Liquefaction of Blood
A famous miracle claimed for the blood of St. Januarius, executed
September 19, 309 C.E. In Lives of the Saints (1623), E.
Kinesman stated ‘‘The most stupendous miracle is that seen to
this day in the church of St. Gennaro, in Naples, viz. the blood
of St. Januarius, kept in two glass vials. When either vial, held
in the right hand, is presented to the head of the saint, the congealed
blood first melts, and then goes on apparently to boil.’’
Scientists have pointed out that such a miracle may be accomplished
scientifically by the use of ether or other chemicals.
However, the miracle has continued into modern times. On
May 6, 1989, the blood liquified on schedule in Naples, and
Cardinal Michele Giordano revealed that he had allowed scientists
to study the relic secretly. The liquefaction traditionally occurs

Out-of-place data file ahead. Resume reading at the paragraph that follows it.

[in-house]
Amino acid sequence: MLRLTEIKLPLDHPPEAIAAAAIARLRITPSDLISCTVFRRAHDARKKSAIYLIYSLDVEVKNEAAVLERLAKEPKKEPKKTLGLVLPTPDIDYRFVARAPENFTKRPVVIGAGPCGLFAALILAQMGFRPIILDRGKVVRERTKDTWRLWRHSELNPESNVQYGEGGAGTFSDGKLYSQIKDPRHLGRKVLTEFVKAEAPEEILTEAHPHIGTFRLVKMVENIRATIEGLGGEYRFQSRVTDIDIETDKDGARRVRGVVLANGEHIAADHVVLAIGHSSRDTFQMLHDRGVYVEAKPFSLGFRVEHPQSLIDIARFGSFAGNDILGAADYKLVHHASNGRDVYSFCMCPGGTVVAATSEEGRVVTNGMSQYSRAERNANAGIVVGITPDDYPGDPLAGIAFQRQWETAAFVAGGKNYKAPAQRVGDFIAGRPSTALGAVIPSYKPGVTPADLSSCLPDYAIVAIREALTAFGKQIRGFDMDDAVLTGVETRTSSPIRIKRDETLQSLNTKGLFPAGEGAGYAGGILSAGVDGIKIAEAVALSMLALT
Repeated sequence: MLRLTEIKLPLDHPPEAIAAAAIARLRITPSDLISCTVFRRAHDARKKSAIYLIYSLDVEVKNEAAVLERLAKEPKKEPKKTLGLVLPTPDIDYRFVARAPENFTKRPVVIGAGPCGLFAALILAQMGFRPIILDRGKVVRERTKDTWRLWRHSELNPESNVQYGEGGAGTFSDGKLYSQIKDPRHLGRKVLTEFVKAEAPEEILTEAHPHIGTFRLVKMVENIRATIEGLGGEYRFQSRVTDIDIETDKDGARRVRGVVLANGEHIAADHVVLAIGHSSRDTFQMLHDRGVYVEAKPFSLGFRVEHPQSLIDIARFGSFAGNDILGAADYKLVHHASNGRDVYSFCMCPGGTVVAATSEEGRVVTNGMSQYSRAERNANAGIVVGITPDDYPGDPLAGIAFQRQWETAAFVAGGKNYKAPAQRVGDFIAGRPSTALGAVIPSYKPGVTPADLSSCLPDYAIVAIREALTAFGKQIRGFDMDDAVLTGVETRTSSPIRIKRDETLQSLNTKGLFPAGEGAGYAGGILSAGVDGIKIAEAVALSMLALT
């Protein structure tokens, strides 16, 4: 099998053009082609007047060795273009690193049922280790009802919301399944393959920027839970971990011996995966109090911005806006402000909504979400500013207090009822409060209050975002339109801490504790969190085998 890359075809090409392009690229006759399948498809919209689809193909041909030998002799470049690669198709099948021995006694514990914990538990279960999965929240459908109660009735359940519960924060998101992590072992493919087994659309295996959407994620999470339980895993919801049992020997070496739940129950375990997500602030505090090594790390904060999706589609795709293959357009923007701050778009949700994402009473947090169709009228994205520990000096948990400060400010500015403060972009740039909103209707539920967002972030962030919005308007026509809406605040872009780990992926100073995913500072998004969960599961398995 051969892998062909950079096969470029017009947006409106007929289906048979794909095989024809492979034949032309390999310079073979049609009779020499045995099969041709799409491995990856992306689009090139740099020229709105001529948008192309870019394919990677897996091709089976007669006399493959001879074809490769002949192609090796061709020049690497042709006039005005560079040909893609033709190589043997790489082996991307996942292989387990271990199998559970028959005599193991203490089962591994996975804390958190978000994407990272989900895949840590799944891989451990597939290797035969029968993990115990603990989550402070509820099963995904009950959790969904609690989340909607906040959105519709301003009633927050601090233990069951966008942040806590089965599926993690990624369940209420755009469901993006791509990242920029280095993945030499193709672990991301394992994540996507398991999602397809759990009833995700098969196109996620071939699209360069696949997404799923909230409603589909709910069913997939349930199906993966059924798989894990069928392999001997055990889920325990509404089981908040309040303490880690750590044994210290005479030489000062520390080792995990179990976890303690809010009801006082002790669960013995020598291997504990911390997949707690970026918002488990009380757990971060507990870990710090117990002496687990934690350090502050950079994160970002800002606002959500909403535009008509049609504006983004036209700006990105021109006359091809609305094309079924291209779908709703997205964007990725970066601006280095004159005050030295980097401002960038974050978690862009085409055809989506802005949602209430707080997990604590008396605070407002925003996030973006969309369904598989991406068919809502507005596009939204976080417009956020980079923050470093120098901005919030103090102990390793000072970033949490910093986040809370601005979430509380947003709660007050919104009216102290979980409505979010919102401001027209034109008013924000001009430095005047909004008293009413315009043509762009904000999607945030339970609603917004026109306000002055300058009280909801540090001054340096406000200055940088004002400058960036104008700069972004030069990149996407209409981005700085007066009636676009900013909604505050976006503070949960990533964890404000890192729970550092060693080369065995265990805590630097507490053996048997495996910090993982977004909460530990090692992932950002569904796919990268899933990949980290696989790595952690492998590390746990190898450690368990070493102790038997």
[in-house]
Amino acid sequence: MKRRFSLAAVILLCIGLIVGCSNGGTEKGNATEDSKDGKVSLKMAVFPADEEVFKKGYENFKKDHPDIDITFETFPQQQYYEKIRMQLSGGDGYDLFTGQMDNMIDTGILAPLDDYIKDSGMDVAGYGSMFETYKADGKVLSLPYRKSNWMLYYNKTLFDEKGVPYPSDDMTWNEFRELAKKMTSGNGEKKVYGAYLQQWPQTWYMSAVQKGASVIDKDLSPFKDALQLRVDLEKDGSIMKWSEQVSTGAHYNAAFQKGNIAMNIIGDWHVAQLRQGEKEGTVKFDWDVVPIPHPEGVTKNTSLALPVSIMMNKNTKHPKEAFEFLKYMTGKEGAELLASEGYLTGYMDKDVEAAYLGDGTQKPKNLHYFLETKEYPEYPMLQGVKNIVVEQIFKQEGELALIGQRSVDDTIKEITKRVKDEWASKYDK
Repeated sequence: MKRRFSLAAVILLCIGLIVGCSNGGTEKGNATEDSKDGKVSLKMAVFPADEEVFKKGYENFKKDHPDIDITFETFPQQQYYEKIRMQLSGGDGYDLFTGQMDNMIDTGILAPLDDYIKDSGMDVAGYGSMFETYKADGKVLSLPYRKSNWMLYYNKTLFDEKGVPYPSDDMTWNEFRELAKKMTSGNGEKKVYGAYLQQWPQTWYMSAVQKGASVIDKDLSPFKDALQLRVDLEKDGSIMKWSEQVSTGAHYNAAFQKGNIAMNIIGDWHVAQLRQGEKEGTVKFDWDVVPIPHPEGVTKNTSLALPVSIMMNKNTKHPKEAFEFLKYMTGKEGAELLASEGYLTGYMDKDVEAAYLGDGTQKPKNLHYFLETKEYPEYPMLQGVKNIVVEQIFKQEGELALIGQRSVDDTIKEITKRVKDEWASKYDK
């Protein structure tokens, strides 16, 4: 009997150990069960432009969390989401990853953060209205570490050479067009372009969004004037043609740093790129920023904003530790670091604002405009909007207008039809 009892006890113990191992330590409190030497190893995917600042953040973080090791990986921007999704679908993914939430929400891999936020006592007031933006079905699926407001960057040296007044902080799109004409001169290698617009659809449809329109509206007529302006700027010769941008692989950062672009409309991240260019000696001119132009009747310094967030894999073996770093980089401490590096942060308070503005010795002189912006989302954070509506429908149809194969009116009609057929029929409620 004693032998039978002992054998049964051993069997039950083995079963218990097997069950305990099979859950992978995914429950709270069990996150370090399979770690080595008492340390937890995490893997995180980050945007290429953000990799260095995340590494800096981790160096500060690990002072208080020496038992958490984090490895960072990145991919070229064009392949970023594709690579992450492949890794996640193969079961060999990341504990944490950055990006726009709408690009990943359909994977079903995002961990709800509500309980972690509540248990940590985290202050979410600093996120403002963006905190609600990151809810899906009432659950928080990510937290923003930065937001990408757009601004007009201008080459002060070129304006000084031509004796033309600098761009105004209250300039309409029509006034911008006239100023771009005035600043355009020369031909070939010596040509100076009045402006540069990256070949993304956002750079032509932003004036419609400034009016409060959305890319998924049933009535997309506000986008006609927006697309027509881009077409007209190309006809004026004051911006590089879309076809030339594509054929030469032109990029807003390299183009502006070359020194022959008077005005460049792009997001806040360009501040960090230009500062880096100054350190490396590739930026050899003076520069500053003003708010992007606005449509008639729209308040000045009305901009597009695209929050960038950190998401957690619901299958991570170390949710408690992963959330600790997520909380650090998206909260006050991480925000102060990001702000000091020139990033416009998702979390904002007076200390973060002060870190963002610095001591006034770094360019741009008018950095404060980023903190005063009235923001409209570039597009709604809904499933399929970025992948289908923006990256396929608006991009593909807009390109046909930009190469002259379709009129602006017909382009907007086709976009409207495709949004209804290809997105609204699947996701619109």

twice a year, on September 19, the day of the saint’s death,
and on the Saturday before the first Sunday in May. Cardinal
Giordano, archbishop of Naples, stated that the ‘‘May Miracle’’
of 1989 occurred during the religious procession that precedes
the usual ceremony for the liquefaction.
Sources
Rogo, D. Scott. Miracles A Parascientific Inquiry into Wondrous
Phenomena. New York Dial Press, 1982.
Thurston, Herbert. The Physical Phenomena of Mysticism. London
Burns Oates, 1952.

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